Before I begin writing this, I was rationalizing in my mind, how one could determine the spouses God had predestined for us. However, as I ventured deeper in meditation, it dawned on me that we will never understand predestination if we do not understand eternity and the power of God. This led me to consider eternity as a starting point of marriage. Do we know who we are in the eyes of God? Answering this will determine our respective calling and whether or not God has predestined spouses for us. Going deeper, we will be able to tell exactly who God has predestined for us — down to the specifics like one’s interests, passion, and heart.
This was where I begin meditating on the topic of eternity, focusing my attention on Jesus’ rebuttal to the Pharisees about marriage and the resurrection.
“But Jesus answered them, “You are wrong because you know neither the Scriptures nor the power of God. For in the resurrection they neither marry nor are given in marriage, but are like angels in heaven.”
— Matthew 22:29-30, ESV.
If I’m interpreting the scriptures correctly, Godly marriages appear to be solely the doing of God, not us. If this is so, why then are we concerned whether or not the one we are dating is “The One”? Why then do we add pressure to our peers if they’re single or unmarried? Why then, do we retreat from single brothers and sisters in Christ when they’re struggling in their singlehood and unable to find a partner? Why aren’t we helping each other within the church on the topic of marriage and accountability? Why aren’t we stopping fellow brothers and sisters in Christ who are marrying outside the Christian circle?
You see, we all know this verse, “What therefore God has joined together, let not man separate.” (Matthew 19:6, Mark 10:9, ESV). We can even recite it by heart. But do we really know what this meant?
If God is the one who joins people together in marriages, why are we, as the church, acting as if it is our doing? Why are we pressuring our younger generation by constantly prompting them, “Why haven’t you found a date?” Or, “When are you getting married?” Or, “Sorry to hear you’re still single, maybe God had called you to singlehood.”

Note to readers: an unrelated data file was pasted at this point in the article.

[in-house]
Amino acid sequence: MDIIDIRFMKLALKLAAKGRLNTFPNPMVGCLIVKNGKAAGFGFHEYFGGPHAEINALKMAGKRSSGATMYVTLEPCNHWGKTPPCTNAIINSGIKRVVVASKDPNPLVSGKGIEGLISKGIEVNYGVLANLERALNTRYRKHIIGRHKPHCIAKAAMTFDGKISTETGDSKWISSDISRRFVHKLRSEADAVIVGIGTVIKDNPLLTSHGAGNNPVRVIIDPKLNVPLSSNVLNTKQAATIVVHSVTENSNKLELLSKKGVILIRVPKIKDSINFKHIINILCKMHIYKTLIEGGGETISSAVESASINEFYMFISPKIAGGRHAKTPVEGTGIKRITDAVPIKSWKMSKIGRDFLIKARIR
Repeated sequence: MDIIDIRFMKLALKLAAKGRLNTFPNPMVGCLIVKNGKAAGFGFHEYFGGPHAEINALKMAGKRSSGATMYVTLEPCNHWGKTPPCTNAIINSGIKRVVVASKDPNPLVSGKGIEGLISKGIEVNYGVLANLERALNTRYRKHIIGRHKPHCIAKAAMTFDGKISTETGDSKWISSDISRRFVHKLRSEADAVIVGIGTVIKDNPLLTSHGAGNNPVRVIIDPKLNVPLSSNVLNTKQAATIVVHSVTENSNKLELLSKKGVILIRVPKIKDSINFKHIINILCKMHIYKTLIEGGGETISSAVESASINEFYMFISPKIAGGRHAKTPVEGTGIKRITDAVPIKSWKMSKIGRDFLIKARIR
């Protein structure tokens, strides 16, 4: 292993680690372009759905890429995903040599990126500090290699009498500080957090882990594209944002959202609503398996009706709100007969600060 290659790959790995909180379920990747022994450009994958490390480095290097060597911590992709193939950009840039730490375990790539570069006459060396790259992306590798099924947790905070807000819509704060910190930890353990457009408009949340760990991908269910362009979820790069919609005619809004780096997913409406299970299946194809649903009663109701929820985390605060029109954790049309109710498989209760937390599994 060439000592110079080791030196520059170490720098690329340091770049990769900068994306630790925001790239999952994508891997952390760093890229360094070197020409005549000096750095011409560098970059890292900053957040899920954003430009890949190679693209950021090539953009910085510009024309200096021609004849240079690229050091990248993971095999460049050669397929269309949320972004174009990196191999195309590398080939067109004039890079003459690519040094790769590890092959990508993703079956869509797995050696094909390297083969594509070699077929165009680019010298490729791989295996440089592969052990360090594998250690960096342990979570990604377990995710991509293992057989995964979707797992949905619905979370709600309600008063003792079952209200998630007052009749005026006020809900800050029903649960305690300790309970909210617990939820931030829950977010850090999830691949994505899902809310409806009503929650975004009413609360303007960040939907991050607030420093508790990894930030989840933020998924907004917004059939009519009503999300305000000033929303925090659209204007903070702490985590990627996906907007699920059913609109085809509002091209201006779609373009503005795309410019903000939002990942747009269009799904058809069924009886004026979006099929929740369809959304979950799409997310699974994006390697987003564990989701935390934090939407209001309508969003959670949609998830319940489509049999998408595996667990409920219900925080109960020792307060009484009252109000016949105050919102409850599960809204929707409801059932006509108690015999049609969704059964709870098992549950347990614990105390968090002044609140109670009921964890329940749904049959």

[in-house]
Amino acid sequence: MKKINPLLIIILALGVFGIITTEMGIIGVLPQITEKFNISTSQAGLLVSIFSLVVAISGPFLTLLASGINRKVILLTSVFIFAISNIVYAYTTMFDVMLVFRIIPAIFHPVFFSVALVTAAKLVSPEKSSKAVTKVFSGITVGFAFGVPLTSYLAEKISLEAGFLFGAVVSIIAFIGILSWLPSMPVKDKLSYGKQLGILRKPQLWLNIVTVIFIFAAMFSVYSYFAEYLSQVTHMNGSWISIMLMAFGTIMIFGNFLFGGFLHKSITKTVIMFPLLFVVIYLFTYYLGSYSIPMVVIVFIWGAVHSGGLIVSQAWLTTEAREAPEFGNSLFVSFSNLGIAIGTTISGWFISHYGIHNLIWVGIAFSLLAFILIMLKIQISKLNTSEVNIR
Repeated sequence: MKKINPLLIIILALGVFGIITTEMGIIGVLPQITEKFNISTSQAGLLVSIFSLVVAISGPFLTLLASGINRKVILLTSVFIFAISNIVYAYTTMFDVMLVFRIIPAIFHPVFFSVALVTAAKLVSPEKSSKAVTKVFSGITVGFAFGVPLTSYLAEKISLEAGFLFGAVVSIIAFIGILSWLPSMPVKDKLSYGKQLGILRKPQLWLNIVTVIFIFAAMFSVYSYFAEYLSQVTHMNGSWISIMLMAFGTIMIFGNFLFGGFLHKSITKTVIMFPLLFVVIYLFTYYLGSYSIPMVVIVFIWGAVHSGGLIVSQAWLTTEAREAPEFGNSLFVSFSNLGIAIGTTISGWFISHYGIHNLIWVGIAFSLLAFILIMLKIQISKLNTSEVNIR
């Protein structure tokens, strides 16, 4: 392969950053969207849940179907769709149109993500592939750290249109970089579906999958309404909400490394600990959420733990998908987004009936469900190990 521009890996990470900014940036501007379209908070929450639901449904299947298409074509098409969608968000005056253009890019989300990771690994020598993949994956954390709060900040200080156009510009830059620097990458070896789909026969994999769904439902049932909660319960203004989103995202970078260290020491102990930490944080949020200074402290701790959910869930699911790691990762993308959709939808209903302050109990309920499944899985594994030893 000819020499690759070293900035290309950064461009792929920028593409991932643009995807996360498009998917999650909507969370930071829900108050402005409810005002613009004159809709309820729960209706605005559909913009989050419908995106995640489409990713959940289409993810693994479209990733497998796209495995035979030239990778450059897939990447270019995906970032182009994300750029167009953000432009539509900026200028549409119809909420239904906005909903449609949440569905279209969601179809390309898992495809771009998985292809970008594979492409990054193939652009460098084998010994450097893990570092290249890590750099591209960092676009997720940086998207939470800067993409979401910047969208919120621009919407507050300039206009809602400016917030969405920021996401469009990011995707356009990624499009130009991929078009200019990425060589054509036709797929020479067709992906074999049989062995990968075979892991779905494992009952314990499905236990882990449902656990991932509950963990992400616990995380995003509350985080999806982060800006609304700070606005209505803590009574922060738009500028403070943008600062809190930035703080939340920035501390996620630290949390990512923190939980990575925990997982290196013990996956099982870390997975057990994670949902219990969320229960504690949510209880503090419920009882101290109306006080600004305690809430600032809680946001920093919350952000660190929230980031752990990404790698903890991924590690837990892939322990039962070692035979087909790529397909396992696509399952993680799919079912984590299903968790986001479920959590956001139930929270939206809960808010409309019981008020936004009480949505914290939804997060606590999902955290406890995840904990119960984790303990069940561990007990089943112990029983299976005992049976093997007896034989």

For those who are attached and are in a struggling marriage/relationship, why are we counselling one another with, “Oh he’s a jerk, you deserve better,” or, “You don’t deserve her,” or, “I doubt you two belong together”?
Why can’t we acknowledge God’s doing in all of this? Why can’t we acknowledge our struggles within the church? Why can’t we render help to the struggling, and accountability to those who are married? Don’t we, as a church, know that if we stop doing this, sin will creep in?
Consider this. Corruption increases on earth along with human-centred marriages. We see them here in Genesis 6.
“When man began to multiply on the face of the land and daughters were born to them, the sons of God saw that the daughters of man were attractive. And they took as their wives any they chose. The LORD saw that the wickedness of man was great in the earth, and that every intention of the thoughts of his heart was only evil continually.”
— Genesis 6:1-2, 5, ESV.
If we enter a marriage just because the other party is attractive, and we never sought God nor the church, then corruption and unchecked sins will seep into our lives. Marriages are bound to fail without God… And we all know that.
This is why Jesus quoted the story of Noah when He taught His disciples about His second coming.
Pay close attention to the sins listed here:
“For as in those days before the flood they were eating and drinking, marrying and giving in marriage, until the day when Noah entered the ark, and they were unaware until the flood came and swept them all away, so will be the coming of the Son of Man.”
— Matthew 24:38-39, ESV.
If I’m reading this right, then I must conclude that marriage shouldn’t be decided by oneself. In fact, it should be a communal decision — a church’s decision; God’s decision. After all, the church represents Christ. The church is the Body of Christ and we are members of His Body. And if one felt the need to be married, this need ought to be met through the approval of the church.
I debated in my mind why was ancient Israel so particular about marriages. Sure, it’s about continuing God’s blessings and the continuation of the inheritance down the family line. But considering marriage as a communal concern? Now that’s new. Look at this:
Then the elders of the congregation said, “What shall we do for wives for those who are left since the women are destroyed out of Benjamin?”
— Judges 21:16, ESV.
If God gives us spouses, God will do it through the church. If we do not have spouses, the church needs to do something for us too! And if God gives us spouses, the spouses too must belong to the Lord (ref: 1 Corinthians 7:39, ESV). After all, if the church is God’s mouthpiece to the world (ref: Ephesians 3:10, ESV), how much more will God teach and guide us within the church?
So, have we gotten the entire notion of marriage wrong? Do we decide who should we date or marry by ourselves? Or do we consult the body of Christ? Are we being our own God in our families or are we letting God be the Lord of our household? Do we, as a church, consult God for the marriages of our members? Do we, as a church, stand together to guard the families of our members? Do we, as a church, let God be God of our lives?
God forgive us.